The Parenting Maelstrom: 3 Teens, 1 Home, Infinite Hormones

This is a stock photo.  If it were my family, one of the children would be trying to push the other into the surf. With more eye make-up on.

In our family, we have 3 growing and healthy teens (okay, technically one isn’t a teen until August, but whatever–the hormonal unrest started long ago, so I’m lumping her in with the other two).  This makes for a definite challenge in the parental realm as we try to navigate the clutches of puberty, neurological growth, societal pressures and, God help us, social media access.  And that’s along with, as my 94-year-old Grandma would say when I watched General Hospital as a teen at her house, “All the smut on television.”

I haven’t figured much of this out, yet, and seem to live on a wing and a prayer most days (It is a truth universally acknowledged that your Developmental Psychology Ph.D. does not keep you from crying when one of your kids yells “I hate you” right to your face. Or from wanting to yell something equally nasty back in the heat of the moment).

Parenting teens is hard work, much like any form of care-giving, parenting or otherwise, is.  The biggest  challenge for me lately has been to step back as the co-leader of the family and check my compulsive need to address any disrespect or noncompliance. When my children were younger, I felt rather confident in administering the checks and balances of my parental realm. My children needed an authority figure, and my husband and I enacted that role with as much consistency as we could provide.

And then puberty hit, and our children started thinking differently, feeling differently, and seeing the world differently.  Authority no longer had as much power or derived as much adherence as it once did.  Instead, we now find ourselves embarking on the long and bumpy road towards equality. Granted, we won’t hit it until our children are out of the house and independent adults, but the seeds of our children’s independence are being sown now, as young teens grasping for freedom while still within the safety of our home.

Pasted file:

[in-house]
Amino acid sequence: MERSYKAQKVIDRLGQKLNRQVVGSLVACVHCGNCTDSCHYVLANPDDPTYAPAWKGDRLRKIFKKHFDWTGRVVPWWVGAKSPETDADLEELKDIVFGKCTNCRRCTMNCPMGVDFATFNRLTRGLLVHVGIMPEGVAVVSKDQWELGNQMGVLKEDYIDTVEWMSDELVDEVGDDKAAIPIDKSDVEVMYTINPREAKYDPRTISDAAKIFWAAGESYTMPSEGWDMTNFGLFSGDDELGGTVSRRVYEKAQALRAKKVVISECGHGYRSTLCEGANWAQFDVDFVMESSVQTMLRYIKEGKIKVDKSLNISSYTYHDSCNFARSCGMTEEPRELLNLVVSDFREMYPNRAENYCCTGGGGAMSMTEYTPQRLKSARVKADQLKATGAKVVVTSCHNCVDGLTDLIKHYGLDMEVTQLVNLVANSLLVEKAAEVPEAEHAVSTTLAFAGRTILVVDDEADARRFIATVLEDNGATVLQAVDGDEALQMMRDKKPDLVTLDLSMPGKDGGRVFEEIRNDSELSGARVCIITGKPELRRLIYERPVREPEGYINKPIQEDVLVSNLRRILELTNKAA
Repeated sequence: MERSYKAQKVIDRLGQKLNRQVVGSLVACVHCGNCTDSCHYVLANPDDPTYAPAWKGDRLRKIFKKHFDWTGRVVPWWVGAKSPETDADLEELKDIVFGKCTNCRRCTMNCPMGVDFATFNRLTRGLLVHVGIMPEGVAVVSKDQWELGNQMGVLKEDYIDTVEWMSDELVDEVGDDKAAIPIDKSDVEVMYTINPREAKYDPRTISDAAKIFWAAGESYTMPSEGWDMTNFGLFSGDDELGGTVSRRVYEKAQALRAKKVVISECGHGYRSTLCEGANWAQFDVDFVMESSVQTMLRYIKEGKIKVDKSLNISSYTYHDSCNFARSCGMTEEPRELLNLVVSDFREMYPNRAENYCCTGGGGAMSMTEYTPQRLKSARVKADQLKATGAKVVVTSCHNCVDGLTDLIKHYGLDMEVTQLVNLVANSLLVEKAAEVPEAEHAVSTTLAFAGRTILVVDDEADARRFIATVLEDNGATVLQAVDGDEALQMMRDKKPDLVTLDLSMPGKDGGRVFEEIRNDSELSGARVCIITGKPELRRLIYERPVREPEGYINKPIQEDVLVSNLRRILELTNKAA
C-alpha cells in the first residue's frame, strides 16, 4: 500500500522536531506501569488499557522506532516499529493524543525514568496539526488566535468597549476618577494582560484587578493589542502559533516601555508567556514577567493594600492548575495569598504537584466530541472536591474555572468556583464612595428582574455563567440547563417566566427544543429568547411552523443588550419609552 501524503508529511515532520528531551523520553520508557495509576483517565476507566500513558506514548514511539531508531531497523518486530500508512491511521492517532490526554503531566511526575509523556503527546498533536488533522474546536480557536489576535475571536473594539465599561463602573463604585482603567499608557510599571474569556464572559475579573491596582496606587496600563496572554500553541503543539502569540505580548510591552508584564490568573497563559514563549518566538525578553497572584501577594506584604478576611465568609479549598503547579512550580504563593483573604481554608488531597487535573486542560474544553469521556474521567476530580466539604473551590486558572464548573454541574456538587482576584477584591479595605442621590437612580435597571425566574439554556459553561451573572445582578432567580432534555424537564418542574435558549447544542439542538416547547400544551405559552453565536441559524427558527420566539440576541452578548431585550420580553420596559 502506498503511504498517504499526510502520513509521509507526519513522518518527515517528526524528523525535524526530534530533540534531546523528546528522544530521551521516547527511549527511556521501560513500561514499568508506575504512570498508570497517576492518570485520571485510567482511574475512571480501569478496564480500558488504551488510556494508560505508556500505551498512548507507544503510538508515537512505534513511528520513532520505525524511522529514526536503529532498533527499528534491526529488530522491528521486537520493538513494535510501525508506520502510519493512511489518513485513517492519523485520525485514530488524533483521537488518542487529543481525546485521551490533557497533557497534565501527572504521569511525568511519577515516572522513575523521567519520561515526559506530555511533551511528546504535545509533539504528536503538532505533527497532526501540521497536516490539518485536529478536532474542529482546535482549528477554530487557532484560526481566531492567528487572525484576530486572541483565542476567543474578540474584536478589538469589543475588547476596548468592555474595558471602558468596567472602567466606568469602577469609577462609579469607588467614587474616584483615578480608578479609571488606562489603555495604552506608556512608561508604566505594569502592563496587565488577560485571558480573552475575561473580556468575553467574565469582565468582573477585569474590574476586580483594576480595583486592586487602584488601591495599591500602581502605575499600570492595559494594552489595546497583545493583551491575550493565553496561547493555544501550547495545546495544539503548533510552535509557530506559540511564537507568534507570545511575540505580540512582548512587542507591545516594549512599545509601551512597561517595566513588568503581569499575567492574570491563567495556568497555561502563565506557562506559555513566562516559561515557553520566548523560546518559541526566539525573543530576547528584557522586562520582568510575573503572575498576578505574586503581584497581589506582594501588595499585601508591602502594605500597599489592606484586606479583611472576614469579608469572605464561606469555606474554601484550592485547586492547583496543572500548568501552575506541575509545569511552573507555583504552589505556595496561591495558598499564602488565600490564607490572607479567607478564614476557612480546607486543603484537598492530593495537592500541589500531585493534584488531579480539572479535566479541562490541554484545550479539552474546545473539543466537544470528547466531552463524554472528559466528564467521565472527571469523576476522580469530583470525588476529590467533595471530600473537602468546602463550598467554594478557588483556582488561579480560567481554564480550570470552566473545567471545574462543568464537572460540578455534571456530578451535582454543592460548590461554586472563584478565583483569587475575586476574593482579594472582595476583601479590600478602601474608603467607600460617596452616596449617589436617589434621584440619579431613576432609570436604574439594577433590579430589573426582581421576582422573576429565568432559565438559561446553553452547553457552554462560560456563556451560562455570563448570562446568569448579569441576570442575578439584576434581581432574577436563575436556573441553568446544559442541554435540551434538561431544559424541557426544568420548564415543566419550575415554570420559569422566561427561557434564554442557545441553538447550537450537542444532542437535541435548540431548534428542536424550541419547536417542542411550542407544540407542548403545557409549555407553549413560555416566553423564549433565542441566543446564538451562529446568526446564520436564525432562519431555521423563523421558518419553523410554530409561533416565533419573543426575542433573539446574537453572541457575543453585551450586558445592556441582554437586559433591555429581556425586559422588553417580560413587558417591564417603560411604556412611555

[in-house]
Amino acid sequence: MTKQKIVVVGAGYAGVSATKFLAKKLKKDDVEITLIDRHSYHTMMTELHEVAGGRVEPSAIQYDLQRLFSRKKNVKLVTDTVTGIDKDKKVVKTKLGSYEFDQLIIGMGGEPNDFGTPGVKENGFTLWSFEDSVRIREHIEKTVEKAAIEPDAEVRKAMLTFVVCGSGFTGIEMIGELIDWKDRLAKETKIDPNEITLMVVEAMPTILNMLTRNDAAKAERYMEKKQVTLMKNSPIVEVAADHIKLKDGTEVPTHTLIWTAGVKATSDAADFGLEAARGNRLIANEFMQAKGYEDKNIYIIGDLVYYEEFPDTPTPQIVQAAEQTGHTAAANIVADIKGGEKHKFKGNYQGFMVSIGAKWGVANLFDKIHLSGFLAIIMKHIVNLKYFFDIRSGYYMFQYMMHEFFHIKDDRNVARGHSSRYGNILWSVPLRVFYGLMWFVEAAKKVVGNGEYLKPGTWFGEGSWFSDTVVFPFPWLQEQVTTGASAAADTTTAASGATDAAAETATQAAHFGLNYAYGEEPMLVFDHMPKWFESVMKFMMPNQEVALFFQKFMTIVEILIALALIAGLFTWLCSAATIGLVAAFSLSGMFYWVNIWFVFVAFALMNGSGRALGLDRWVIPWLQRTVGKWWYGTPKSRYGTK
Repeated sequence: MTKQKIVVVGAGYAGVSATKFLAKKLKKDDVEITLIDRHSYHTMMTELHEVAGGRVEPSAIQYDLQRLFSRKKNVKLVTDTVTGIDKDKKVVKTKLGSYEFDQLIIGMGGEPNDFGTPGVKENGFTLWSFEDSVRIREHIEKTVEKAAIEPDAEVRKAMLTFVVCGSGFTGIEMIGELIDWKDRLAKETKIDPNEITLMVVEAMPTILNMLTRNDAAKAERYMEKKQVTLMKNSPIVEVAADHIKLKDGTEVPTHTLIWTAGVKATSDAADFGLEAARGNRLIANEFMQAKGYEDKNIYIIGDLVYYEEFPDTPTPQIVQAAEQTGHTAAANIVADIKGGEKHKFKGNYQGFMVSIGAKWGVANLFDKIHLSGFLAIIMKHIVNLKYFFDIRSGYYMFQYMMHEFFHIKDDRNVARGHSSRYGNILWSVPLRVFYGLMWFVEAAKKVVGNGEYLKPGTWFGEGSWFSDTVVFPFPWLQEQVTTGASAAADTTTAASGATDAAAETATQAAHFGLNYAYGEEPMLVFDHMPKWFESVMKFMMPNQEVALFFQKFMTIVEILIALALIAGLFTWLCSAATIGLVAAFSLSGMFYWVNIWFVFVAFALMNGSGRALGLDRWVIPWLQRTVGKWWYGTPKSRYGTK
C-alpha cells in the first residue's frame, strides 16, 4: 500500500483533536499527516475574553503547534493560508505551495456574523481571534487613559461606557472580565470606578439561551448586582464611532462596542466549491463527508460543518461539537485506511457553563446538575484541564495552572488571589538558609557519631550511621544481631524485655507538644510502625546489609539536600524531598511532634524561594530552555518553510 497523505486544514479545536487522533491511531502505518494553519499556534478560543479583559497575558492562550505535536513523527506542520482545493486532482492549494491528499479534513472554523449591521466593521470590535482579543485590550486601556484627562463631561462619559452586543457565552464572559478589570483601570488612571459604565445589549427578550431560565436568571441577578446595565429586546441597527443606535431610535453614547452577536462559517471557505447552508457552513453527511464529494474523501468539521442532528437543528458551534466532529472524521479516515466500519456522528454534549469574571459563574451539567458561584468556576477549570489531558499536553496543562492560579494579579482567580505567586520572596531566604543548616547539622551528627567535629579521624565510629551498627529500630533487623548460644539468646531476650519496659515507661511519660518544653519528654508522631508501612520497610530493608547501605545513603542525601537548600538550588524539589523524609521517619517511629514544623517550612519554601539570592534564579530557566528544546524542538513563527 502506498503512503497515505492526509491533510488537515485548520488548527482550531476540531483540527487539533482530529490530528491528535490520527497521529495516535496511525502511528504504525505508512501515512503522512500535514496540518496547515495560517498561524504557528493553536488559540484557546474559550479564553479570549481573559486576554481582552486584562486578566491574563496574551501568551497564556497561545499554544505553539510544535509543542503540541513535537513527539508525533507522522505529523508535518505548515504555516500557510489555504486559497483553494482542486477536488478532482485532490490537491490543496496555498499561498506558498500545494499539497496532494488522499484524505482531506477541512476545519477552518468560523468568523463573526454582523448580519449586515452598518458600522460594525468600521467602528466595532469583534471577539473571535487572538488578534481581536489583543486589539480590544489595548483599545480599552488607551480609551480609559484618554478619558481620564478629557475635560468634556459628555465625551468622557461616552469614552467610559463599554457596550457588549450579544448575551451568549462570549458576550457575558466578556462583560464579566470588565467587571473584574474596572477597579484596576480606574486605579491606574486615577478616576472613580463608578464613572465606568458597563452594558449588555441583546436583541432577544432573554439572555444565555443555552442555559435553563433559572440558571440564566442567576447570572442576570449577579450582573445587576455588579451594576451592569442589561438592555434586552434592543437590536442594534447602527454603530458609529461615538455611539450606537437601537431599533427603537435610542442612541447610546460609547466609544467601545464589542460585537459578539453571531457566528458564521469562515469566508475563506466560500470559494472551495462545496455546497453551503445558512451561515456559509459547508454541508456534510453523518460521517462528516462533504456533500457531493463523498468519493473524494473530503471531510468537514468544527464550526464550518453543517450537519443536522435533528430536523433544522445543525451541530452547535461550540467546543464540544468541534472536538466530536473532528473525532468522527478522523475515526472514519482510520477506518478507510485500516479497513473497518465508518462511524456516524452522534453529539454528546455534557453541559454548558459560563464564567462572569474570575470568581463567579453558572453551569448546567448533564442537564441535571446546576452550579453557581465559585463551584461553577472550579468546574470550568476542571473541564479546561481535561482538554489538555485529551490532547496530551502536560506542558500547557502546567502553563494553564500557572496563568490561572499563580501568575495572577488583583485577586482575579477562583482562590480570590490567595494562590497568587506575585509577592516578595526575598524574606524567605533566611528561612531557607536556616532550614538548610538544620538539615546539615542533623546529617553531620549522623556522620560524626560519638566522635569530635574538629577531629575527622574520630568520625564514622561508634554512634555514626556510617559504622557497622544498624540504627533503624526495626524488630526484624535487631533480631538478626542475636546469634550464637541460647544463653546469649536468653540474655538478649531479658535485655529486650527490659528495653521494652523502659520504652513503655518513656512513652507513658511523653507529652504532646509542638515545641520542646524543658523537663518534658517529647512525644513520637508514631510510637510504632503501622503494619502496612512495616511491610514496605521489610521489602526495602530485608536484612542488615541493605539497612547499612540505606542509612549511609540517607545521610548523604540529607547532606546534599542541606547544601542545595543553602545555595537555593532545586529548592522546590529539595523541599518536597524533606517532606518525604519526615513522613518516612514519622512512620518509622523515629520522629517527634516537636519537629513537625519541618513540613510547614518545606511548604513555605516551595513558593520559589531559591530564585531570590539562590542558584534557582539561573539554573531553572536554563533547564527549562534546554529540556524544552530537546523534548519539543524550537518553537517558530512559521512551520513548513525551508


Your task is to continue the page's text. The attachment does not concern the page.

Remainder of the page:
And although I navigate this path better some days than others, the ultimate key skill I feel I’ve had to develop more and more is a basic one: Emotion Regulation.

Emotion regulation, or emotion control, is a core skill we begin to develop as young infants. It is the ability to inhibit emotional impulses and engage in more planful behavior surrounding our emotional responses. In particular, learning how to regulate anger and disappointment is a necessity for navigating any social group.  As young children, we hopefully learn when we are younger how to tell someone what is bothering us instead of hitting them. Over time, we understand the importance of congratulating others on achieving something we weren’t able to do, like winning a competition or getting the date we wanted to the prom.

And, as adults and caregivers, we learn how to stay quiet when our teenage children attempt to provoke us into verbal combat, instead speaking assurances that we love them ‘no matter what’ when everything has calmed down.  We learn how to ignore the disgusting cess-pool of inside-out socks on the floor and instead congratulate them on their A- earned for their English project. We learn to tell them they look lovely, even when we hate (I mean, hate!) the outfit they are wearing.

Is this dress-code appropriate?  Hang on–your school doesn’t have a dress code. What?!?

Because parenting is ultimately about raising our children to be competent and caring members of society.  As adolescents, they understand right from wrong.  They know the rules and how to follow them.  And they see the world as a quickly opening, and yet often intimidating, place. Home becomes a haven to let out their frustrations and worries and insecurities.

So, each day I try to breathe deep, count to 10 (just like Mom taught me when I was little–everything old is new again!), and let the nasty comments and snide looks roll off me.  These, in the grand scheme, are minor infractions and pin-pointing each one with a disciplinary remark or consequence would prove counterproductive.  If I did that, my  attention would solely be focused on what they are doing wrong, thereby ignoring everything they are doing right.

My kids work hard, they care about our family and do their chores regularly without complaint, and they often (of course not always, but often) choose right from wrong. I am confident that, eventually, they will seek out my husband and I for closeness and companionship again, but until then I know that all of this angst and button-pushing from them is a sign that they are growing and developing.